Lecithin - goodie
What-it-does: emollient, emulsifying

A very common ingredient that can be found in all cell membranes. In cosmetics it's quite the multi-tasker: it's an emollient and water-binding ingredient but it's also an emulsifier and can be used for stabilization purposes. It's also often used to create liposomes

A helper ingredient that functions as a film-forming polymer (big molecule from repeated subunits).

It usually comes to the formula as part of a thickener-emulsifier trio paired with Polyisobutene and Polysorbate 20. The three togeather have excellent thickening properties with remarkable emulsifying-stabilising abilities. They also have a nice silicone feel with glide-on spreading. 

What-it-does: viscosity controlling

A polymer (big molecule from repeated subunits) that's used as a gloss improver for lipsticks and lipglosses. Its stickiness also helps lip products to stay on longer. 

Combined with polyacrylate-13 and polysorbate 20, it forms a very effective tickener-emulsifier trio.

Also-called: Vitamin E Acetate | What-it-does: antioxidant | Irritancy: 0 | Comedogenicity: 0

It’s the most commonly used version of pure vitamin E in cosmetics. You can read all about the pure form here. This one is the so-called esterified version. 

According to famous dermatologist, Leslie Baumann while tocopheryl acetate is more stable and has a longer shelf life, it’s also more poorly absorbed by the skin and may not have the same awesome photoprotective effects as pure Vit E. 

Allantoin - goodie
What-it-does: soothing | Irritancy: 0 | Comedogenicity: 0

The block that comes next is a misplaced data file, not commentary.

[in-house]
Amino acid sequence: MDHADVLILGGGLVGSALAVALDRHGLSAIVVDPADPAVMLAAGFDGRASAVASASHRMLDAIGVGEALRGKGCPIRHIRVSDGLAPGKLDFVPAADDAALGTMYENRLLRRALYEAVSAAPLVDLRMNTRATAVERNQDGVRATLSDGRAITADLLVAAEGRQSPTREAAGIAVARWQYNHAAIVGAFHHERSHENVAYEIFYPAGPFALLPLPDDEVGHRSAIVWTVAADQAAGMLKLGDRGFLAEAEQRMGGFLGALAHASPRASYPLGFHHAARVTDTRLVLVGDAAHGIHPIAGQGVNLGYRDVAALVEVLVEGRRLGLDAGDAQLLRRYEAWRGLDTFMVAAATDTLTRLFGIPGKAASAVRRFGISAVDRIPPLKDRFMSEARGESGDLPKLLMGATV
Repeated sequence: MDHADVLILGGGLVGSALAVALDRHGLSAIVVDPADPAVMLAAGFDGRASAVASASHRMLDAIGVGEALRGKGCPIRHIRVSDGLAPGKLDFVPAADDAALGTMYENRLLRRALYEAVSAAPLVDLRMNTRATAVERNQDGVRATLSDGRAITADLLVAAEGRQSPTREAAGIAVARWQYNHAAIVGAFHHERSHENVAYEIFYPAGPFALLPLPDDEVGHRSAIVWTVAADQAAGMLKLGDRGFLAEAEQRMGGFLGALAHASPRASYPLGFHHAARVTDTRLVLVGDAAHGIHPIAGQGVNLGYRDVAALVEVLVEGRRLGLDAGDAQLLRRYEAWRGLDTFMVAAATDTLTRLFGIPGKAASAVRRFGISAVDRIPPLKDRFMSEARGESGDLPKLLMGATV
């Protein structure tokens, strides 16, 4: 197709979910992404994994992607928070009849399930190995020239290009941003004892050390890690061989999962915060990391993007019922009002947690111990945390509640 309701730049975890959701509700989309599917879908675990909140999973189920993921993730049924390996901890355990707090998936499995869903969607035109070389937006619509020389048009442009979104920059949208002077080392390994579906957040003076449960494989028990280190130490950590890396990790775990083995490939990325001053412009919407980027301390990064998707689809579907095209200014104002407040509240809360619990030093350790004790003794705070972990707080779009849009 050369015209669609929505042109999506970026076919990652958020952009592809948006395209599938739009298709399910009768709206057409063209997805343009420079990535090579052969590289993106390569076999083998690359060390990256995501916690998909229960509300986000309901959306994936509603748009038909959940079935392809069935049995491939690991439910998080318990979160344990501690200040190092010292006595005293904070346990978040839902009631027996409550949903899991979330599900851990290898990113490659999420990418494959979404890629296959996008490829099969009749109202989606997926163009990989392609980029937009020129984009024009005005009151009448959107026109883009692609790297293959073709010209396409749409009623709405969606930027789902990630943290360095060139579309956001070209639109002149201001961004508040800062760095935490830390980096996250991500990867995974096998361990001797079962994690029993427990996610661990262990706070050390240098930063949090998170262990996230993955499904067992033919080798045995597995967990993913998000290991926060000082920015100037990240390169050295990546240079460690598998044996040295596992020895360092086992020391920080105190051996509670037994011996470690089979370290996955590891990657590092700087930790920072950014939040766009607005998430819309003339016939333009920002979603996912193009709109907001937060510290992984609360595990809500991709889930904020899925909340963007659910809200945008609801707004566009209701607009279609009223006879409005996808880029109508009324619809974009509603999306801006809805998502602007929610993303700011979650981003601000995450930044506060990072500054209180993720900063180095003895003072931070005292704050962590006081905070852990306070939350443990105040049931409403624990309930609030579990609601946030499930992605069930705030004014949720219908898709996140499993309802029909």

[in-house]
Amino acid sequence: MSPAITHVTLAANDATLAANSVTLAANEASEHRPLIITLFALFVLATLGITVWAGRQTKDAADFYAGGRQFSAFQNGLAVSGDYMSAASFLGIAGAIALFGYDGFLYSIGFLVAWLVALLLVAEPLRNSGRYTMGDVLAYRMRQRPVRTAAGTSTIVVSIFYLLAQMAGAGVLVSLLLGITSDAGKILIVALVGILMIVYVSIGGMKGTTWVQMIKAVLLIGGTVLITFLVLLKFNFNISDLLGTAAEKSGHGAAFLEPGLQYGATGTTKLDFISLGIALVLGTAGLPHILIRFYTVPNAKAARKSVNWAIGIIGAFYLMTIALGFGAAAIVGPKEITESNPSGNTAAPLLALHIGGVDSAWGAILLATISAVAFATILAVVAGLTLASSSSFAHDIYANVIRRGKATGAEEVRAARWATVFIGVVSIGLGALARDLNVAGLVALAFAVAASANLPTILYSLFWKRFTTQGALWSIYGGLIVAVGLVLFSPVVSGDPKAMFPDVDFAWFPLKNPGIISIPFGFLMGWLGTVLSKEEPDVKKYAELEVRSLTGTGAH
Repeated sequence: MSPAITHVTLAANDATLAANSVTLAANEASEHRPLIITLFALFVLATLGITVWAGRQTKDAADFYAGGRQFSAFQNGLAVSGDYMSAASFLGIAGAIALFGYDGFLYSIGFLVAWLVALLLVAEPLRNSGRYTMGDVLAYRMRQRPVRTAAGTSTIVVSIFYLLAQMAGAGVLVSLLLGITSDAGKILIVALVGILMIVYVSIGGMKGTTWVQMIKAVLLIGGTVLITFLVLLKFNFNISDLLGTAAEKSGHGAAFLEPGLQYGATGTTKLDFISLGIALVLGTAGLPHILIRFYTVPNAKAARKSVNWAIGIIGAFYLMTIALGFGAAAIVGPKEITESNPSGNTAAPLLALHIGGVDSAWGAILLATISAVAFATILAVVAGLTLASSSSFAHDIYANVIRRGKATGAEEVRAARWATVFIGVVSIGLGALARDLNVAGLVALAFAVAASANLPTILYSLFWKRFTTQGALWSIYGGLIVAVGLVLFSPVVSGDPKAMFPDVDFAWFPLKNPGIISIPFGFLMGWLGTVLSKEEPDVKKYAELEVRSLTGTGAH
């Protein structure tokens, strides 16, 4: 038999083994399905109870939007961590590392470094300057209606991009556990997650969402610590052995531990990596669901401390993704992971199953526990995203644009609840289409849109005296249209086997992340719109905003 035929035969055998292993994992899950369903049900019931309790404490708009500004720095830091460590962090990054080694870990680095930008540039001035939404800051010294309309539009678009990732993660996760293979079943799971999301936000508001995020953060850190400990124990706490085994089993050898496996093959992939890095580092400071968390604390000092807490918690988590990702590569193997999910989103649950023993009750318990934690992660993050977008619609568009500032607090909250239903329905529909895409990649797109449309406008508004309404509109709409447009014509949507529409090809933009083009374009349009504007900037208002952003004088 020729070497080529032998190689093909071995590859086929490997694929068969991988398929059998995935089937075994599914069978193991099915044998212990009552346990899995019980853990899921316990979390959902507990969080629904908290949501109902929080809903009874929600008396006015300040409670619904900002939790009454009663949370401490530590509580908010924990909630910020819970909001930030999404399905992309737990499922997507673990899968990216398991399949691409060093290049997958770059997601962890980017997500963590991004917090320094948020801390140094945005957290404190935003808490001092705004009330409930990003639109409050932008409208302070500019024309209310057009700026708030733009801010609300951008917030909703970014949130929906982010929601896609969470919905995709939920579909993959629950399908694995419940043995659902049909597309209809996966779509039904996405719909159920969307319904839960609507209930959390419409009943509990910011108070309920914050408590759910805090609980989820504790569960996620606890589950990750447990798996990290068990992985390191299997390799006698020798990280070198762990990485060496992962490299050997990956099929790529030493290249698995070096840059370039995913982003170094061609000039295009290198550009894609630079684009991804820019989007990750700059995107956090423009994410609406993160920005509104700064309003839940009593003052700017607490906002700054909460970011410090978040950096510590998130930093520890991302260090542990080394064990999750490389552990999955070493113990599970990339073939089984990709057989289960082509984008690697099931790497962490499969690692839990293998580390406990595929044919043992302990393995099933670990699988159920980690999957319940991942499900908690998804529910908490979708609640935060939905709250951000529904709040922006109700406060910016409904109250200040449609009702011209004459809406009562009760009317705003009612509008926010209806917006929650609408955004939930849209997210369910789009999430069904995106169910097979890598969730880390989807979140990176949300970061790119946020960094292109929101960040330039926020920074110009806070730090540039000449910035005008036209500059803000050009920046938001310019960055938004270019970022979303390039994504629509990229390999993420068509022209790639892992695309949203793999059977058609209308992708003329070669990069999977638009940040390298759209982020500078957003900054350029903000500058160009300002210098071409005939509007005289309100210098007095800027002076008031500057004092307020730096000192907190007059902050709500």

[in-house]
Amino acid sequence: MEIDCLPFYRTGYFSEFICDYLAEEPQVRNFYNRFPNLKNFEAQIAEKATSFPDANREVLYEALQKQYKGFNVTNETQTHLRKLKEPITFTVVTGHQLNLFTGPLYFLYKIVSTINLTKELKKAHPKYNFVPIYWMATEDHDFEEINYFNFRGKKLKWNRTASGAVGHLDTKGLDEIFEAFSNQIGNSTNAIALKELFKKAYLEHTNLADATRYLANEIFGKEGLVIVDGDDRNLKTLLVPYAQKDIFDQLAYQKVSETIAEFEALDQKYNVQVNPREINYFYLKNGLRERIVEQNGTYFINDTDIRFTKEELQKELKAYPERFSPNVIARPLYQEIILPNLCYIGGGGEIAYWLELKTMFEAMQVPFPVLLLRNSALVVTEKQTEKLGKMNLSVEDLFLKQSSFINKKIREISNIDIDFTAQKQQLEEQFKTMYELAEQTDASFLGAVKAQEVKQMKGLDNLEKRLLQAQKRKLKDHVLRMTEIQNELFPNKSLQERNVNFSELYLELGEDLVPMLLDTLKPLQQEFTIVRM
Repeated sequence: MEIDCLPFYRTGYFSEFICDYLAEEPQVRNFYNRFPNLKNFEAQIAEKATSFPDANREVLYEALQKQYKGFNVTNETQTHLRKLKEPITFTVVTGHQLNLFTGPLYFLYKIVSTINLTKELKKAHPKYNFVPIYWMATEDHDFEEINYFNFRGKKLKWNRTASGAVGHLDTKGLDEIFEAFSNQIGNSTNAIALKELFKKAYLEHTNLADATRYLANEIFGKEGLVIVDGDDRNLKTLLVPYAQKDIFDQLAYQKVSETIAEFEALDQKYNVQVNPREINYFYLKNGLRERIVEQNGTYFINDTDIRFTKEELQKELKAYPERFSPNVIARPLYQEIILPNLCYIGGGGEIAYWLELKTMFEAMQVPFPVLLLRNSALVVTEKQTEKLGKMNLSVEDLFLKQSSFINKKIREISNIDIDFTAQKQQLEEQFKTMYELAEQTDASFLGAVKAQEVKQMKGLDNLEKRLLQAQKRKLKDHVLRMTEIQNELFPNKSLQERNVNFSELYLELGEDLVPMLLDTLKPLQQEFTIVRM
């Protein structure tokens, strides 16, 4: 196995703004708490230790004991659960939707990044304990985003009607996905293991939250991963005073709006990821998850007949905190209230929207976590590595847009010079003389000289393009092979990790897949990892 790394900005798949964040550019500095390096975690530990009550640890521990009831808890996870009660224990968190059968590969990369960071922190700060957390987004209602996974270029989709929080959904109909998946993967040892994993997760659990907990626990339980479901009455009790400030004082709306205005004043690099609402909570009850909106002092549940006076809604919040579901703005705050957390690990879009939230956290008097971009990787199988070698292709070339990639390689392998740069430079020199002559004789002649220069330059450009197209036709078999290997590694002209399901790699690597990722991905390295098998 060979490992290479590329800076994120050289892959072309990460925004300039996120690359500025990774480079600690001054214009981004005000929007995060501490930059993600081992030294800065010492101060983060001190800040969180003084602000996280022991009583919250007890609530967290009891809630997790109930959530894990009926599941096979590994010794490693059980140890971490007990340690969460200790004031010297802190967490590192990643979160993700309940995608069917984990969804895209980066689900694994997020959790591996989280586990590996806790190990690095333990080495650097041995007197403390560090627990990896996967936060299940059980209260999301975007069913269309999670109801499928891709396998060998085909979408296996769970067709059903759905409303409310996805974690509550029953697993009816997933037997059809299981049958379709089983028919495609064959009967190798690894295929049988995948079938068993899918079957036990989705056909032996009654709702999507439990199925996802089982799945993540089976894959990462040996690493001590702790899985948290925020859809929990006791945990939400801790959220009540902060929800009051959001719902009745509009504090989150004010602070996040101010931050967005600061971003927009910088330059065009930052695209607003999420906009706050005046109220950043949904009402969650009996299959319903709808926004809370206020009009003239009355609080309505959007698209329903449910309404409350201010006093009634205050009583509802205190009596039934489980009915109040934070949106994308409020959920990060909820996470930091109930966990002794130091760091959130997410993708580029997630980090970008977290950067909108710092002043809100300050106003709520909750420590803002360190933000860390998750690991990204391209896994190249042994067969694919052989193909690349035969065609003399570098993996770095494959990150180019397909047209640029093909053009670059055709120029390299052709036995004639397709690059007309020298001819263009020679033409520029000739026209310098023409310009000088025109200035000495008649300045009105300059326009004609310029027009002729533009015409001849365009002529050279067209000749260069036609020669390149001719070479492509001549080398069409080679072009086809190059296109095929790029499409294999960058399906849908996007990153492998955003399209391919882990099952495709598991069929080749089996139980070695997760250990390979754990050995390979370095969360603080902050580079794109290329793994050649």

Super common soothing ingredient. It can be found naturally in the roots & leaves of the comfrey plant, but more often than not what's in the cosmetic products is produced synthetically. 

It's not only soothing but it' also skin-softening and protecting and can promote wound healing.

Panthenol - goodie
Also-called: Pro-Vitamin B5 | What-it-does: soothing, moisturizer/humectant | Irritancy: 0 | Comedogenicity: 0

An easy-to-formulate, commonly used, nice to have ingredient that’s also called pro-vitamin B5. As you might guess from the “pro” part, it’s a precursor to vitamin B5 (whose fancy name is pantothenic acid). 

Its main job in skincare products is to moisturise the skin. It’s a humectant meaning that it can help the skin to attract water and then hold onto it. There is also research showing that panthenol can help our skin to produce more lovely lipids that are important for a strong and healthy skin barrier. 

Another great thing about panthenol is that it has anti-inflammatory and skin protecting abilities. A study shows that it can reduce the irritation caused by less-nice other ingredients (e.g. fragrance, preservatives or chemical sunscreens) in the product.

Research also shows that it might be useful for wound healing as it promotes fibroblast (nice type of cells in our skin that produce skin-firming collagen) proliferation.